SourceForge announced the winners of its second annual SourceForge.net Community Choice Awards
in Portland, OR, at an evening celebration held during the OSCON conference. The awards recognize open source projects that have the most supportive community following, and those that the community’s members believe are built with the highest quality, productivity and ingenuity.
This tutorial shows how to harden PHP5 with Suhosin on a Fedora 7 server. From the Suhosin project page: "Suhosin is an advanced protection system for PHP installations that was designed to protect servers and users from known and unknown flaws in PHP applications and the PHP core. Suhosin comes in two independent parts, that can be used separately or in combination. The first part is a small patch against the PHP core, that implements a few low-level protections against bufferoverflows or format string vulnerabilities and the second part is a powerful PHP extension that implements all the other protections."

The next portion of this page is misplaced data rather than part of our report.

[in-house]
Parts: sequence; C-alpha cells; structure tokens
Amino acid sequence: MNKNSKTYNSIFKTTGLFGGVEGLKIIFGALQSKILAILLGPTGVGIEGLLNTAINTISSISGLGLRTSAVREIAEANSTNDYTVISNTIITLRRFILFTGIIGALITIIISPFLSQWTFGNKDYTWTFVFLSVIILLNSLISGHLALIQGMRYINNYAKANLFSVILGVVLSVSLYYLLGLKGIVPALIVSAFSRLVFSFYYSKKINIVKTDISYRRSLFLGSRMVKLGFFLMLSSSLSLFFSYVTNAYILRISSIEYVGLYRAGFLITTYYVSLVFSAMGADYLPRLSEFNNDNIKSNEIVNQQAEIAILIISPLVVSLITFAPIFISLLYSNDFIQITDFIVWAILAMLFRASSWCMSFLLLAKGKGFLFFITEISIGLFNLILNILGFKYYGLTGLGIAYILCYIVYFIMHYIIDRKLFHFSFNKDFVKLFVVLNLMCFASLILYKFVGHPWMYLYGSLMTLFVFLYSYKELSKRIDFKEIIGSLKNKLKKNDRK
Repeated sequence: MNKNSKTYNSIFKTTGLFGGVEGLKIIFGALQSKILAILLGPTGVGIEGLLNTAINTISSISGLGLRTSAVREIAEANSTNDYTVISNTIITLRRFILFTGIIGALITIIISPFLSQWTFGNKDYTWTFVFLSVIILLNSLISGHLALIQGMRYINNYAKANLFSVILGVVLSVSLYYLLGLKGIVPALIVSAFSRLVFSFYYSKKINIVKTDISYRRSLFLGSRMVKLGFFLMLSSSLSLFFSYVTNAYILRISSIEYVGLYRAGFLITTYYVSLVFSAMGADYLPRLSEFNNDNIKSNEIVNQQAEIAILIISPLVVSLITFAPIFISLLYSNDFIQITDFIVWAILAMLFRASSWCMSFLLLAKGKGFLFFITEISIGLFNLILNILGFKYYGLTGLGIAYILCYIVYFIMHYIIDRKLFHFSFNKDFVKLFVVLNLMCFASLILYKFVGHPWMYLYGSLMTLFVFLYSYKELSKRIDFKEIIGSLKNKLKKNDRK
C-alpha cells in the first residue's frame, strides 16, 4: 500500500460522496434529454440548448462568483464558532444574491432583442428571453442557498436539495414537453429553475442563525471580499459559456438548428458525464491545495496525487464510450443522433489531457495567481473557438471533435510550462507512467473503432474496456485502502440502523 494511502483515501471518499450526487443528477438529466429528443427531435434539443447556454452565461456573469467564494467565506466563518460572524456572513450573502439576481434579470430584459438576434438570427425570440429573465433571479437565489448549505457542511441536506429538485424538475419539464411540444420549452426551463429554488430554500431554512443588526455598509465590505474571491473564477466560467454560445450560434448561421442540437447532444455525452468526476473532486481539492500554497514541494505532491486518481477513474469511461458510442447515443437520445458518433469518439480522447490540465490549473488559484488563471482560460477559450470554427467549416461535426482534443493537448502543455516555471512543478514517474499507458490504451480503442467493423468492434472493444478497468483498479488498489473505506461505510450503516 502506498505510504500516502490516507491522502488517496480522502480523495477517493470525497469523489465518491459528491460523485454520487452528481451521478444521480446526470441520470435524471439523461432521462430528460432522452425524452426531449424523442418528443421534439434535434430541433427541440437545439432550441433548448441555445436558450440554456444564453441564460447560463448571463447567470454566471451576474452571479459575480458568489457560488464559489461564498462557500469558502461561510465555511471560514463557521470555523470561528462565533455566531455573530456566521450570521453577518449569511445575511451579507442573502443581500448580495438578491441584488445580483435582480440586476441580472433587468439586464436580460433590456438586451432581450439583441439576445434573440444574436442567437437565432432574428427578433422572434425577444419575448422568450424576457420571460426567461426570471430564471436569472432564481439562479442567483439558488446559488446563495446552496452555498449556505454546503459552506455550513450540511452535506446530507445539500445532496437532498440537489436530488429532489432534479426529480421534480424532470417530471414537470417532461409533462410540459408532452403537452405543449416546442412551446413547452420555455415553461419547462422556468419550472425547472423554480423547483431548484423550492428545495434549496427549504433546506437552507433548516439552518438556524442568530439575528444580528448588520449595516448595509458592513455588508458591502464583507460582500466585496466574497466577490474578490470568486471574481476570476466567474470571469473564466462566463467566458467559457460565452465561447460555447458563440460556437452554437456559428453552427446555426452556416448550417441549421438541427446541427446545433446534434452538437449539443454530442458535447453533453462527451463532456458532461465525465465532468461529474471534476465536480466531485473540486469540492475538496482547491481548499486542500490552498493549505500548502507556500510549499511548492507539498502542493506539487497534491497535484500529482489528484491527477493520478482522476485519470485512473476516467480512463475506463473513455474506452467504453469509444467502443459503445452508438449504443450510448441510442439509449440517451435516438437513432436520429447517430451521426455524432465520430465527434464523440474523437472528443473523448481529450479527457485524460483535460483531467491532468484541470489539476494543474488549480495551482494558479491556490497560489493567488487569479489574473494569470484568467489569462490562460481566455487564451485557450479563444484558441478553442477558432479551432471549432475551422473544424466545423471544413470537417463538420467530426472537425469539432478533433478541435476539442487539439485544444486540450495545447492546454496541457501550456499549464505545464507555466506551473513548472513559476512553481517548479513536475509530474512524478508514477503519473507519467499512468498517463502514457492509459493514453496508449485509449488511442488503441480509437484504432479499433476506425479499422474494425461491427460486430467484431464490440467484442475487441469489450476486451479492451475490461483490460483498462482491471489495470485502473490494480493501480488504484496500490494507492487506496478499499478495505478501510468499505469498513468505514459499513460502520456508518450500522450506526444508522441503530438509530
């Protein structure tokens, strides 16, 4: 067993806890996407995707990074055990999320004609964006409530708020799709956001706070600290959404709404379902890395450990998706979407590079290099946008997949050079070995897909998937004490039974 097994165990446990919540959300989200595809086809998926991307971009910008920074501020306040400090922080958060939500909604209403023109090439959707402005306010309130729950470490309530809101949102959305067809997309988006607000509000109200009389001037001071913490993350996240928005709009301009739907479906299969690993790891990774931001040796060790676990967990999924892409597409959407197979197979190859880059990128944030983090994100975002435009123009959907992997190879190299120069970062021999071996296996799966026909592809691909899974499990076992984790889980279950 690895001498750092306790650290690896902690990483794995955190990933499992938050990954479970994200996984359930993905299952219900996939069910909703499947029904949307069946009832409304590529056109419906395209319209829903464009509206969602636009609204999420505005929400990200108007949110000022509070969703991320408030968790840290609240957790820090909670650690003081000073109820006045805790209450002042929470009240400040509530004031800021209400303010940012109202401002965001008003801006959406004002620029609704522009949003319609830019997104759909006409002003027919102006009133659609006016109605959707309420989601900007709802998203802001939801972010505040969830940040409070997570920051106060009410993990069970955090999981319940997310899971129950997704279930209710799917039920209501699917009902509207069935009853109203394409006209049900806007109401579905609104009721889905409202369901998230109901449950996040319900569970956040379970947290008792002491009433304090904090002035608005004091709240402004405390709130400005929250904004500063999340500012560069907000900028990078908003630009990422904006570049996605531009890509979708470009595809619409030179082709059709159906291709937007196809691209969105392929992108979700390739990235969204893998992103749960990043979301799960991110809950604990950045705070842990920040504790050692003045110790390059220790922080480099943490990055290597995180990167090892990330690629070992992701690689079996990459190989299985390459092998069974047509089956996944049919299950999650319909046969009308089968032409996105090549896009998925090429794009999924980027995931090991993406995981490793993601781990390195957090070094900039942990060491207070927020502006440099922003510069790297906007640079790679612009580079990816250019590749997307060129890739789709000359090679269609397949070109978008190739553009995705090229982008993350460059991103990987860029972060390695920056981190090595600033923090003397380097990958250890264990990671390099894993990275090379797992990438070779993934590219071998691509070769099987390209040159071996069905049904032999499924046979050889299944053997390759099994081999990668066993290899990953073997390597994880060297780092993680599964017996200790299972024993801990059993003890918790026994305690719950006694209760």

I am a Linux user, and I recently got an eMachines laptop. Since I'm Uruguayan, my mother tongue is Spanish, and that presented a problem: laptops usually have an American-style keyboard, and Spanish (as well as Portuguese, French, German, and other languages) requires some special keys that aren't on American keyboards. Here's how you can get international characters on your American keyboard -- and as a bonus, we'll see how you can enable the special"media" or"Internet" keys on some keyboards that aren't supported by Linux out of the box.
Apparently, some people take pride in attacking Free software. With statements such as “we would like to strike similar patent deals with all the Linux vendors, but we had to start somewhere” or even “the Free Software movement is dead. Linux doesn’t exist in 2007. Even Linus has got a job today,” Bill Hilf is no popular figure these days.